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View east from the summit with Loch Lomond in the distance
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View north west, to the Arrochar mountains

And so were the midgies! But there was a good breeze on the south side of the summit, and a shapely rock to sit on (more tea, vicar?) with views past Beinn a’Mhanaich into Glen Fruin. And, for the first time all day, a mobile signal, so I reassured my other half that I was alive, kicking and hadn’t been arrested by the military police.

I could have sat there in the sun all evening, but all good things etc., so I bid Cruach an t-Sidhein farewell and headed down east to the bealach before Beinn Lochain. A steady trudge down the east side of Cona Ghleann until I was opposite the reservoir, and then I levelled out and contoured round until I was back at the MOD fence above the road.

Three choices. Retrace my route back to the ford? Head straight down and hope the river’s not too deep to cross? Or follow the MOD fence west until I come to their access track and bridge? Curiosity got the better of me, and I went west, and soon met the MOD track. Then an easy couple of kilometres back to the parking space, with a small herd of highland cows keeping me company on the road.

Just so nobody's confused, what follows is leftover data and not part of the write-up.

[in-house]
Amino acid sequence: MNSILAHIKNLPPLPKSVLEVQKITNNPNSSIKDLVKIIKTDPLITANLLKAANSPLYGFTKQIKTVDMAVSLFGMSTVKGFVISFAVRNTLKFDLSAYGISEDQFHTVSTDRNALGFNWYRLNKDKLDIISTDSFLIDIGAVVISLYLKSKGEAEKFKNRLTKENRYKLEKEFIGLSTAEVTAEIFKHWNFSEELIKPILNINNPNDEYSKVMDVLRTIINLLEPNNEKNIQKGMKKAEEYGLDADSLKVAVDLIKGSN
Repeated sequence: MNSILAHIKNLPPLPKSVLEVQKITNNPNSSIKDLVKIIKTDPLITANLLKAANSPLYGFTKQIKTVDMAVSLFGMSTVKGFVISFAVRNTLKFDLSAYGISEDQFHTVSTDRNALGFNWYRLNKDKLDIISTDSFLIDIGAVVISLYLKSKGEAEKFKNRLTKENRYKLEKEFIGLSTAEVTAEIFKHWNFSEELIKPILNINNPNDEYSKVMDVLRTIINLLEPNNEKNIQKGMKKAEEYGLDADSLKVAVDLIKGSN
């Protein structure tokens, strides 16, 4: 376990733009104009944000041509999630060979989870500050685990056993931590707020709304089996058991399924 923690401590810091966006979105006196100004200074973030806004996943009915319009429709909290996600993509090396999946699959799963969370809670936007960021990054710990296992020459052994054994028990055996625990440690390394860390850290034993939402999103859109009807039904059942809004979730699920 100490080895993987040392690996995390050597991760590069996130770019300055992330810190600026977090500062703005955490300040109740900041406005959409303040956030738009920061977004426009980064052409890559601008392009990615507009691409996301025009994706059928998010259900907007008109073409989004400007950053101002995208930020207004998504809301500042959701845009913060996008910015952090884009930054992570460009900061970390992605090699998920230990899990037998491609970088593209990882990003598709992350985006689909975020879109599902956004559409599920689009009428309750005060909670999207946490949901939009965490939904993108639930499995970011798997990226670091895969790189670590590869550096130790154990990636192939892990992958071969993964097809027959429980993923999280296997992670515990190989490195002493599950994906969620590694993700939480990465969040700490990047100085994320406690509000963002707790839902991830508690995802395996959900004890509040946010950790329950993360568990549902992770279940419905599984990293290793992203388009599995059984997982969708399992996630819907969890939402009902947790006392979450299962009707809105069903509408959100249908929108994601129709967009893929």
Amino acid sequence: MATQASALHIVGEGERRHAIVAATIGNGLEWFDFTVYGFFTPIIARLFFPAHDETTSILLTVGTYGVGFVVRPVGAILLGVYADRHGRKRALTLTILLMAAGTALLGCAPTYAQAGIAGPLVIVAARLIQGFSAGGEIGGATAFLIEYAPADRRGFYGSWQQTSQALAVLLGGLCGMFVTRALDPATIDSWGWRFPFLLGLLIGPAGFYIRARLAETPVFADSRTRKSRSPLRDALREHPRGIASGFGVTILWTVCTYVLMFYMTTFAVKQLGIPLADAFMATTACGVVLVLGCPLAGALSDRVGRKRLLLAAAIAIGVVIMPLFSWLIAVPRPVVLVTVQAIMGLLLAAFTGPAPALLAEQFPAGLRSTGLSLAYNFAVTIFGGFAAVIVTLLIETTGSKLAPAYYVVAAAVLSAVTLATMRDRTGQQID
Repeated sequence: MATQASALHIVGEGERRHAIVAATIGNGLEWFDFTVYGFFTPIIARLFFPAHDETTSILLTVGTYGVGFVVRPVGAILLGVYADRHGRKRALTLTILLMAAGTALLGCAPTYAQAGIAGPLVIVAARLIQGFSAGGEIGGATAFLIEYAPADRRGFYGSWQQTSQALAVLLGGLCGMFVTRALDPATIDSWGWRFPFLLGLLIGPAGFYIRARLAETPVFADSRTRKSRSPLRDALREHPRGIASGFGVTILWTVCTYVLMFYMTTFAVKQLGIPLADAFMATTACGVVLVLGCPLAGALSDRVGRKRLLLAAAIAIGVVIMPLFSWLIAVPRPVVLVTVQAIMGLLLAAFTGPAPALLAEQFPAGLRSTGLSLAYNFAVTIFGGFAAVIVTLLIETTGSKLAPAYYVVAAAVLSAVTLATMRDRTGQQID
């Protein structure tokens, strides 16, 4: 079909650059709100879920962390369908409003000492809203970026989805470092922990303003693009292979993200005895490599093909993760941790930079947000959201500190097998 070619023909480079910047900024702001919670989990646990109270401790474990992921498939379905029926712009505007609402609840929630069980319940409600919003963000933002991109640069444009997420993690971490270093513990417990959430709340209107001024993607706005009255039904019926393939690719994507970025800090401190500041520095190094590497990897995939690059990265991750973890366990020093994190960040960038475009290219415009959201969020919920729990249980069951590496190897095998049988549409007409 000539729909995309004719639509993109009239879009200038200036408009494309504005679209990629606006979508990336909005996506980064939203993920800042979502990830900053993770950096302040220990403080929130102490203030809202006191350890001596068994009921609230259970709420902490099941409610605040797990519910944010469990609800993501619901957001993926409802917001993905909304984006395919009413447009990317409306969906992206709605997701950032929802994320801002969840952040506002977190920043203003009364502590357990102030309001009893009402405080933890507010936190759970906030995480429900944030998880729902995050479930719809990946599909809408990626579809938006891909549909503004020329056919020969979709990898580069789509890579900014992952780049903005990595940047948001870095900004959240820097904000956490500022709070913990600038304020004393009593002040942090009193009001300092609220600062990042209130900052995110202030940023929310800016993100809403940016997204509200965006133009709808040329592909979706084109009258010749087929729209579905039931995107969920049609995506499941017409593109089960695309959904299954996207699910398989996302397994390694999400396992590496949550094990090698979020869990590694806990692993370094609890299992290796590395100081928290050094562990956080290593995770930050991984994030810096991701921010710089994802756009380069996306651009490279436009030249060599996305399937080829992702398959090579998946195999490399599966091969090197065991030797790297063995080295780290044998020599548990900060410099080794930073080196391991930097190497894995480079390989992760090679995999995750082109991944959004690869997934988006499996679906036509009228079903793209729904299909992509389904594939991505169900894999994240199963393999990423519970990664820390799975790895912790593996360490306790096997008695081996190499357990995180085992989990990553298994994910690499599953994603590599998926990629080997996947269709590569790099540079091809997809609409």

It had been a harder day than I expected. I underestimated the ground – it’s tough going, and you need haggis legs, as the sheep tracks are so narrow and your outside foot keeps falling off the hill. I tend to avoid walking in summer, and now I remember why! Heat… clegs… midgies… more clegs… I’m slow on the hill anyway, but that took me a ridiculously long time. But no hill is a bad hill – the wildflowers were pretty, the scenery up top was great, the solitude was immense. It’s all good for the soul – but if I was to do this one again I’d probably do it from the other side. The Glen Douglas approach has novelty value because of the munitions dump, but it’s a bit of a push for grumpy old bags like me!


About Elizabeth Angus

writer & stravaiger



  1. Pingback: A Walk on the Wild Side… above Scotland’s munitions dump | Elizabeth Angus - September 2, 2015